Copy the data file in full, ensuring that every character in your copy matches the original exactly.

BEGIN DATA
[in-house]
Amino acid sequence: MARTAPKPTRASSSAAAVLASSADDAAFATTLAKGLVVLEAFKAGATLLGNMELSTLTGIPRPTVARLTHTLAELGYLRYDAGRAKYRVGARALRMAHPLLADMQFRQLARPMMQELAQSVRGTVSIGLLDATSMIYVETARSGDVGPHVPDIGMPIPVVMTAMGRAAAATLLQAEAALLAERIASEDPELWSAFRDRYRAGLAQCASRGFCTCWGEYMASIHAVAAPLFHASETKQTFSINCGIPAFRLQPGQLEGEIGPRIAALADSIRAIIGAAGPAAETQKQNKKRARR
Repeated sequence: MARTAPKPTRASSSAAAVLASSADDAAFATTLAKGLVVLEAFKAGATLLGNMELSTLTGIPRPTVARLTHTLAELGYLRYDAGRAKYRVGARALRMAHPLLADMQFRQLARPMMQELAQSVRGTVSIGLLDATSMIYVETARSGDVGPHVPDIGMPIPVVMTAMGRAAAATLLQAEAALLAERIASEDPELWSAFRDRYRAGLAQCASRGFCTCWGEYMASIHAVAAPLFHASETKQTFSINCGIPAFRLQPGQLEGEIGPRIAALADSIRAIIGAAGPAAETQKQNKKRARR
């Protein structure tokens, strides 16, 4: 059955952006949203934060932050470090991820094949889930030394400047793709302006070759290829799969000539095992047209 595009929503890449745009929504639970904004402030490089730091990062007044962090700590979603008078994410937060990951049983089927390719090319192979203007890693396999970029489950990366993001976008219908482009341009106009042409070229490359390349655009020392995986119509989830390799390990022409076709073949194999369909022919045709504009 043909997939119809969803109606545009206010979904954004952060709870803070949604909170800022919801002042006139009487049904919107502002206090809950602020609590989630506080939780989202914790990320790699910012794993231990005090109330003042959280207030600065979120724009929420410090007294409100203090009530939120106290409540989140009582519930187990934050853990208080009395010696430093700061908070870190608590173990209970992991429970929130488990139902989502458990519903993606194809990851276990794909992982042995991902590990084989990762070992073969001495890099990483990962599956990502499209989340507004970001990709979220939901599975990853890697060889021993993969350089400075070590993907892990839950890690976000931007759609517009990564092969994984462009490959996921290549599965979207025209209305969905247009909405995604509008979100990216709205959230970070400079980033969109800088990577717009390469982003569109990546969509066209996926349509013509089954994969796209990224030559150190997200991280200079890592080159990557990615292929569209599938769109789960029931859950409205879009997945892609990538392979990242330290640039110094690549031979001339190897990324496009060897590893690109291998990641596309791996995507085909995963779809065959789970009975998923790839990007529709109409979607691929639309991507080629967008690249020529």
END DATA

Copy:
[in-house]
Amino acid sequence: MARTAPKPTRASSSAAAVLASSADDAAFATTLAKGLVVLEAFKAGATLLGNMELSTLTGIPRPTVARLTHTLAELGYLRYDAGRAKYRVGARALRMAHPLLADMQFRQLARPMMQELAQSVRGTVSIGLLDATSMIYVETARSGDVGPHVPDIGMPIPVVMTAMGRAAAATLLQAEAALLAERIASEDPELWSAFRDRYRAGLAQCASRGFCTCWGEYMASIHAVAAPLFHASETKQTFSINCGIPAFRLQPGQLEGEIGPRIAALADSIRAIIGAAGPAAETQKQNKKRARR
Repeated sequence: MARTAPKPTRASSSAAAVLASSADDAAFATTLAKGLVVLEAFKAGATLLGNMELSTLTGIPRPTVARLTHTLAELGYLRYDAGRAKYRVGARALRMAHPLLADMQFRQLARPMMQELAQSVRGTVSIGLLDATSMIYVETARSGDVGPHVPDIGMPIPVVMTAMGRAAAATLLQAEAALLAERIASEDPELWSAFRDRYRAGLAQCASRGFCTCWGEYMASIHAVAAPLFHASETKQTFSINCGIPAFRLQPGQLEGEIGPRIAALADSIRAIIGAAGPAAETQKQNKKRARR
């Protein structure tokens, strides 16, 4: 059955952006949203934060932050470090991820094949889930030394400047793709302006070759290829799969000539095992047209 595009929503890449745009929504639970904004402030490089730091990062007044962090700590979603008078994410937060990951049983089927390719090319192979203007890693396999970029489950990366993001976008219908482009341009106009042409070229490359390349655009020392995986119509989830390799390990022409076709073949194999369909022919045709504009 043909997939119809969803109606545009206010979904954004952060709870803070949604909170800022919801002042006139009487049904919107502002206090809950602020609590989630506080939780989202914790990320790699910012794993231990005090109330003042959280207030600065979120724009929420410090007294409100203090009530939120106290409540989140009582519930187990934050853990208080009395010696430093700061908070870190608590173990209970992991429970929130488990139902989502458990519903993606194809990851276990794909992982042995991902590990084989990762070992073969001495890099990483990962599956990502499209989340507004970001990709979220939901599975990853890697060889021993993969350089400075070590993907892990839950890690976000931007759609517009990564092969994984462009490959996921290549599965979207025209209305969905247009909405995604509008979100990216709205959230970070400079980033969109800088990577717009390469982003569109990546969509066209996926349509013509089954994969796209990224030559150190997200991280200079890592080159990557990615292929569209599938769109789960029931859950409205879009997945892609990538392979990242330290640039110094690549031979001339190897990324496009060897590893690109291998990641596309791996995507085909995963779809065959789970009975998923790839990007529709109409979607691929639309991507080629967008690249020529």